A Look At Health Guidelines Following Salmonella Outbreak At Church BBQ

While authorities investigate a salmonella outbreak stemming from a church barbecue in the western part of the state, health officials say these types of events aren't really regulated.

Vera Vaughn is an environmental health specialist with the Beaufort County Health Department. She says, "There's a general statute that allows not for profit organizations that are exempt from federal taxes to sell food for two consecutive days once a month -- so it's not regulated by anyone. We in Beaufort County have an application we ask folks to fill out -- so that we know what's going to happen, what food is going to be sold so if there were to be an outbreak -- we can try to trace it back to what food item may have been served or sold."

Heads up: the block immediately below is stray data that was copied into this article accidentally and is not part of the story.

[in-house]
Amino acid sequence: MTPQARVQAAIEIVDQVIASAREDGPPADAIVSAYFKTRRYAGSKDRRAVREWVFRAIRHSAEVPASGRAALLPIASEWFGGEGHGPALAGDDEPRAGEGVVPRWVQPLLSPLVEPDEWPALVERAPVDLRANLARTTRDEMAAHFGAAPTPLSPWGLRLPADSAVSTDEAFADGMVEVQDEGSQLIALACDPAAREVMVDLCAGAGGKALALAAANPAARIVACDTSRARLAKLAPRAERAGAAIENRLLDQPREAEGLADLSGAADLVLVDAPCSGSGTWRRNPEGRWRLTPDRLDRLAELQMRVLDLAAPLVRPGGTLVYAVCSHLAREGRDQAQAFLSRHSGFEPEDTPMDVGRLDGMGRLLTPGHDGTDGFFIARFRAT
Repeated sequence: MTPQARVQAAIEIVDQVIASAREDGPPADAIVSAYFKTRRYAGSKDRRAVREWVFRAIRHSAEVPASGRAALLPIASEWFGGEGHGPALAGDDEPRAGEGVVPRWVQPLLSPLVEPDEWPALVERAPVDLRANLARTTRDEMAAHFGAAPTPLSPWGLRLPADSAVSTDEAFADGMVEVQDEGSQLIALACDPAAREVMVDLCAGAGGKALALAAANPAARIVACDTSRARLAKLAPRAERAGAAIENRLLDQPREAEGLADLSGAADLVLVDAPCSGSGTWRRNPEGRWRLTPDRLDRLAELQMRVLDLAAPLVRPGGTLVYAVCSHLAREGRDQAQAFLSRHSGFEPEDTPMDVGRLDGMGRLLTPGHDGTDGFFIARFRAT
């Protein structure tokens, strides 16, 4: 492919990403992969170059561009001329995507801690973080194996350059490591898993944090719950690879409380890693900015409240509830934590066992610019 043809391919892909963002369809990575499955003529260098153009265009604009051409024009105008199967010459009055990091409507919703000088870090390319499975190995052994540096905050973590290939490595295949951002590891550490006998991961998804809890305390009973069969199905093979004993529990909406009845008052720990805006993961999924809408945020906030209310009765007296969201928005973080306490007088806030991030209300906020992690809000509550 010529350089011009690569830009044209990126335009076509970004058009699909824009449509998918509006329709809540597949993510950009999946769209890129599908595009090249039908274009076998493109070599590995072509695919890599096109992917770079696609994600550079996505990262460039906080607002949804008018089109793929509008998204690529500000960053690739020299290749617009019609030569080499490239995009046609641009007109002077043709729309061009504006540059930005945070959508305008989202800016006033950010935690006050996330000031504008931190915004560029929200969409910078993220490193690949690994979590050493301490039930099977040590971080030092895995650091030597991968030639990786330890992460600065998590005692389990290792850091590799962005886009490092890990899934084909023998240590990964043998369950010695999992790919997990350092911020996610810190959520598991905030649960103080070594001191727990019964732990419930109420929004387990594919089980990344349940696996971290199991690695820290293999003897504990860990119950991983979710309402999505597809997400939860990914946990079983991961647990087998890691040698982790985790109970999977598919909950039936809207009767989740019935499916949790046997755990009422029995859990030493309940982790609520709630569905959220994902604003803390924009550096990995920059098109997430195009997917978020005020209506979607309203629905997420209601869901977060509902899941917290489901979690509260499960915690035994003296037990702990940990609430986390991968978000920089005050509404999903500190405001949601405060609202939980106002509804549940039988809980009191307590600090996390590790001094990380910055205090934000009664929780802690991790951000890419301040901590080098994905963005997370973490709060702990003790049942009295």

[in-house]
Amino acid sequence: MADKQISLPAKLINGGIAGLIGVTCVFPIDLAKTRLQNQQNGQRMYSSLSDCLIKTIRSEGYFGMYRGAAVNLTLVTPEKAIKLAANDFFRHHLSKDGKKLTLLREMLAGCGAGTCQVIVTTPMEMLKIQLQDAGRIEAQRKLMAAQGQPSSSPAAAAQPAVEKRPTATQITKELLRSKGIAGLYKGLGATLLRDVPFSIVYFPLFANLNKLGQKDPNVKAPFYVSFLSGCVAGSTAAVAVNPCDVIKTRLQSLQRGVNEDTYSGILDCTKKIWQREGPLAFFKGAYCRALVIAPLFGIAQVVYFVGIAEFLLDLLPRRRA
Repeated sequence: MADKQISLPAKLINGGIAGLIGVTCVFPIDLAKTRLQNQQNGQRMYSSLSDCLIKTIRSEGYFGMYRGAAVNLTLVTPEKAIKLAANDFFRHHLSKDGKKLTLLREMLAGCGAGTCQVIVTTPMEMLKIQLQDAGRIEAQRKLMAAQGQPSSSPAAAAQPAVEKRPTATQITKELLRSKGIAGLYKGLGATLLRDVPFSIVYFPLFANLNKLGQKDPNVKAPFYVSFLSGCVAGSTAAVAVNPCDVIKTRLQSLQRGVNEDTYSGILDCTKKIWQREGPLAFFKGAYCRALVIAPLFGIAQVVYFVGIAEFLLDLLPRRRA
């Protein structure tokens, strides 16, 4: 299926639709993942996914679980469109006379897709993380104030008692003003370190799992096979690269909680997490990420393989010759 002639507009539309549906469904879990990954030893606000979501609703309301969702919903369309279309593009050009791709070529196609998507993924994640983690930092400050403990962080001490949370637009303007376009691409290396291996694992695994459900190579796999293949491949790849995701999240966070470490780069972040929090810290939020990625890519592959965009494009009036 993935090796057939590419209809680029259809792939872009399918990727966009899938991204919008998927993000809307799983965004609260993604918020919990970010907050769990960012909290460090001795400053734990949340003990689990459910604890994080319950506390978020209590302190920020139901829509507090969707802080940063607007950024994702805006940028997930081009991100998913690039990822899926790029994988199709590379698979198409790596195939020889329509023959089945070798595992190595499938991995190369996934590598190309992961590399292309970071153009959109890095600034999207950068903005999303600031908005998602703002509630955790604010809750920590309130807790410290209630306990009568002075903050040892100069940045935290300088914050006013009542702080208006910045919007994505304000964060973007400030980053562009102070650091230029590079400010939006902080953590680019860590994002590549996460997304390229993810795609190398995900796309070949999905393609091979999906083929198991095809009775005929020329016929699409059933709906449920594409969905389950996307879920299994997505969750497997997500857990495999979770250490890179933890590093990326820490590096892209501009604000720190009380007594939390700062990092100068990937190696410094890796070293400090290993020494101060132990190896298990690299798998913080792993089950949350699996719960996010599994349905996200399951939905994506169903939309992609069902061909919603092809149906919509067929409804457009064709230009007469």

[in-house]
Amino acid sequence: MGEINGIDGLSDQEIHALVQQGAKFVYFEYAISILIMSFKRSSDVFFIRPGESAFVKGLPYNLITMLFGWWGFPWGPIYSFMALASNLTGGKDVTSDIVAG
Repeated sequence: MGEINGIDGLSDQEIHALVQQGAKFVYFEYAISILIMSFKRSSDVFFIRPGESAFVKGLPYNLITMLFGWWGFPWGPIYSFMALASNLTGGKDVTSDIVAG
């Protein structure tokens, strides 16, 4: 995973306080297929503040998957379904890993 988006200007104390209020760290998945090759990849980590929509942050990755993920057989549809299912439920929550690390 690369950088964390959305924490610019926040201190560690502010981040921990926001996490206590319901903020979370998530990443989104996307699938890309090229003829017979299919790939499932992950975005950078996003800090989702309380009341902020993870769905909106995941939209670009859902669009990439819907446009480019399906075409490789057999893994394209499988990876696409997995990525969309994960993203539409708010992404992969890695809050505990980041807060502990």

Vanessa Greene is a communicable disease nurse, and says people who attend these kinds of events can take measures to avoid the rare cases of sickness. She says, "I think if you just take some common steps -- you look at the food when it's served, if anything looks under cooked, if your hamburger looks pink, if your chicken doesn't look cooked, then send it back and ask it to be cooked until it's not raw any more."

Salmonella can cause diarrhea and vomiting and can be fatal in extreme cases.


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